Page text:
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Mike Riley

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Practical Django Projects Book Review

October 06, 2008

With the Django 1.0 milestone having recently hit, Django-fever is spreading as is indicative by the number of Django-related books showing up on bookstore shelves.  One of these is James Bennett's Practical Django Projects, published by Apress.  Read on for my review.


James Bennett is the Django Release Manager and knows a thing or two about the Django framework.  However, rather than pimp his expansive knowledge of Django, he takes a much gentler and considerably more approachable approach with Practical Django Projects.  This book is ideal for the impatient or overwhelmed developer who is seeking a fast yet competent introduction to this red-hot Python-based web framework.  Compared to other Django books currently on the market, James' book is shorter on volume yet condensed with solid real-world applicability.

The first chapter, a mere 8 pages, dives right into a brief installation, configuration and execution of Django.  Chapter 2 begins the book's CMS project, introducing the Django admin and template system long before many other Django books and tutorials typically do.  I liked the approach, as it shows off Django's beautiful admin and addresses the presentation abstraction question that Ruby on Rails and other developers often seek to validate for 'real' web framework essentials.  Chapter 3 spruces up the work done in Chapter 2 with the addition of a Javascript-based rich text editing add-on and the creation of a search page/context.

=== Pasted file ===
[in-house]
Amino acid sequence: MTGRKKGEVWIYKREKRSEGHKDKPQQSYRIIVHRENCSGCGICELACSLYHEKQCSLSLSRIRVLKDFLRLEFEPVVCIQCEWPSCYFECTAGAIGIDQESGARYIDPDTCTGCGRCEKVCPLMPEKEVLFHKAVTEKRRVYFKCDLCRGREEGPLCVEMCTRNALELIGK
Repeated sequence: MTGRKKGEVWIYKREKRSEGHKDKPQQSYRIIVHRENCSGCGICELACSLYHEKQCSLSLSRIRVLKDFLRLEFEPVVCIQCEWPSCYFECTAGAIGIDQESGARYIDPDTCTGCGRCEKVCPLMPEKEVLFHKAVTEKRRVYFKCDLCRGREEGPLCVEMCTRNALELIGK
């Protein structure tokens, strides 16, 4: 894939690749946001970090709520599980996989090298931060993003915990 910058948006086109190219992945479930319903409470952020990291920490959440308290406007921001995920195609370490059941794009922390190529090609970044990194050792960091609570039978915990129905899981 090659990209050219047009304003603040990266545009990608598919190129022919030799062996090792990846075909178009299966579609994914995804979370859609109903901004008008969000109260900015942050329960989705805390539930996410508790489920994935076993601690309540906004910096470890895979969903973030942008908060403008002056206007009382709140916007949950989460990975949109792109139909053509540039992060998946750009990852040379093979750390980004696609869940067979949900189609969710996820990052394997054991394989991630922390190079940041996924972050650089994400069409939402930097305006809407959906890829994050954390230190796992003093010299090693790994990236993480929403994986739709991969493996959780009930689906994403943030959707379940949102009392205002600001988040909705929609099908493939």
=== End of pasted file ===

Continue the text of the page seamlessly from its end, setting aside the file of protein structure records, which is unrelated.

The next four chapters help readers construct a Django-powered weblog application teaching and demonstrating models, views, more templates, dispatchers and enhancements like feeds, e-mail notifications and hooking into commercial web services like Akismet.

The last project in the book, a social code-sharing site, spans three chapters and covers such topics as creating more advanced models and views, employing django.newforms system, form generation, validation and processing, template tags and variables and more.  The last chapter on "Writing Reusable Django Applications" is tremendously insightful 20-page discussion on invaluable lessons learned from the author's obviously deep experience on the subject and perfectly concludes the book with valuable knowledge to grow upon.

Make no mistake, this is much more than a quick tutorial book.  The author assumes up front that the reader has a good grasp of the Python language and moves steadily through a series of progressively advanced topics in a short amount of time.  I actually read the book twice, once away from my computer and again in front of it, coding along with the projects.  I definitely recommend the latter as the better learning model.  Additionally, the author's "Admonition" (a.k.a., tips) call-outs collectively compile a concise Django 'cookbook' of sorts, and his matter-of-fact style cuts through the marketecture jargon sometimes associated with books selling the promise of a new silver bullet. 

 

James closes his book the same way he opened it, with a reminder that "Django's job is to make web development fun again."  This book succeeds in paying that message forward.

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